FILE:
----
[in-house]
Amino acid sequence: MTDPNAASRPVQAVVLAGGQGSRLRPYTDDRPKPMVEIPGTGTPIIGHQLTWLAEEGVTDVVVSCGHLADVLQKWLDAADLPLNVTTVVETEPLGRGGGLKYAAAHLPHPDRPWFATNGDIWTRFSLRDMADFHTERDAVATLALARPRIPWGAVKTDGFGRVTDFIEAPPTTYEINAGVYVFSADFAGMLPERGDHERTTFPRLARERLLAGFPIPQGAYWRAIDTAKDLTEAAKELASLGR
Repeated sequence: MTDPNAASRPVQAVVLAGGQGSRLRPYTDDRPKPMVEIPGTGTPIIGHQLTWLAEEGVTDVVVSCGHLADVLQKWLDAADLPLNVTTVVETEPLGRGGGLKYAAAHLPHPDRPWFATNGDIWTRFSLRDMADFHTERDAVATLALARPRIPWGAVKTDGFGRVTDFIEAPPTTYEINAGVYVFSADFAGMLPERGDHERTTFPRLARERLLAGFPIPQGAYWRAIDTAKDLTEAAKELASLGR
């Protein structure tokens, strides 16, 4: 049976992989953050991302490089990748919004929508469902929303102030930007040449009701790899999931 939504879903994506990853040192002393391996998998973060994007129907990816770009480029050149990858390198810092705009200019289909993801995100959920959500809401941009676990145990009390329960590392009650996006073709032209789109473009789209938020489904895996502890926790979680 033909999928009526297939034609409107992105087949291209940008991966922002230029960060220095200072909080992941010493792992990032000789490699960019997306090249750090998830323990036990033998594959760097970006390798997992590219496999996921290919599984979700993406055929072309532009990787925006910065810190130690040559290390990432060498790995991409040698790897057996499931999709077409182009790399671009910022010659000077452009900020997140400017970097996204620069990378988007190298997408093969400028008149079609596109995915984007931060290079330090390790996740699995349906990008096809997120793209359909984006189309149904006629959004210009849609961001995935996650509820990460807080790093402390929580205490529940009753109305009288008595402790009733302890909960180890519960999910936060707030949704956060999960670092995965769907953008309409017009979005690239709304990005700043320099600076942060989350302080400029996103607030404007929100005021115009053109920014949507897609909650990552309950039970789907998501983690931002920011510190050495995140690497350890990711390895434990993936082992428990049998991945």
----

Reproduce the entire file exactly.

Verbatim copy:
[in-house]
Amino acid sequence: MTDPNAASRPVQAVVLAGGQGSRLRPYTDDRPKPMVEIPGTGTPIIGHQLTWLAEEGVTDVVVSCGHLADVLQKWLDAADLPLNVTTVVETEPLGRGGGLKYAAAHLPHPDRPWFATNGDIWTRFSLRDMADFHTERDAVATLALARPRIPWGAVKTDGFGRVTDFIEAPPTTYEINAGVYVFSADFAGMLPERGDHERTTFPRLARERLLAGFPIPQGAYWRAIDTAKDLTEAAKELASLGR
Repeated sequence: MTDPNAASRPVQAVVLAGGQGSRLRPYTDDRPKPMVEIPGTGTPIIGHQLTWLAEEGVTDVVVSCGHLADVLQKWLDAADLPLNVTTVVETEPLGRGGGLKYAAAHLPHPDRPWFATNGDIWTRFSLRDMADFHTERDAVATLALARPRIPWGAVKTDGFGRVTDFIEAPPTTYEINAGVYVFSADFAGMLPERGDHERTTFPRLARERLLAGFPIPQGAYWRAIDTAKDLTEAAKELASLGR
């Protein structure tokens, strides 16, 4: 049976992989953050991302490089990748919004929508469902929303102030930007040449009701790899999931 939504879903994506990853040192002393391996998998973060994007129907990816770009480029050149990858390198810092705009200019289909993801995100959920959500809401941009676990145990009390329960590392009650996006073709032209789109473009789209938020489904895996502890926790979680 033909999928009526297939034609409107992105087949291209940008991966922002230029960060220095200072909080992941010493792992990032000789490699960019997306090249750090998830323990036990033998594959760097970006390798997992590219496999996921290919599984979700993406055929072309532009990787925006910065810190130690040559290390990432060498790995991409040698790897057996499931999709077409182009790399671009910022010659000077452009900020997140400017970097996204620069990378988007190298997408093969400028008149079609596109995915984007931060290079330090390790996740699995349906990008096809997120793209359909984006189309149904006629959004210009849609961001995935996650509820990460807080790093402390929580205490529940009753109305009288008595402790009733302890909960180890519960999910936060707030949704956060999960670092995965769907953008309409017009979005690239709304990005700043320099600076942060989350302080400029996103607030404007929100005021115009053109920014949507897609909650990552309950039970789907998501983690931002920011510190050495995140690497350890990711390895434990993936082992428990049998991945």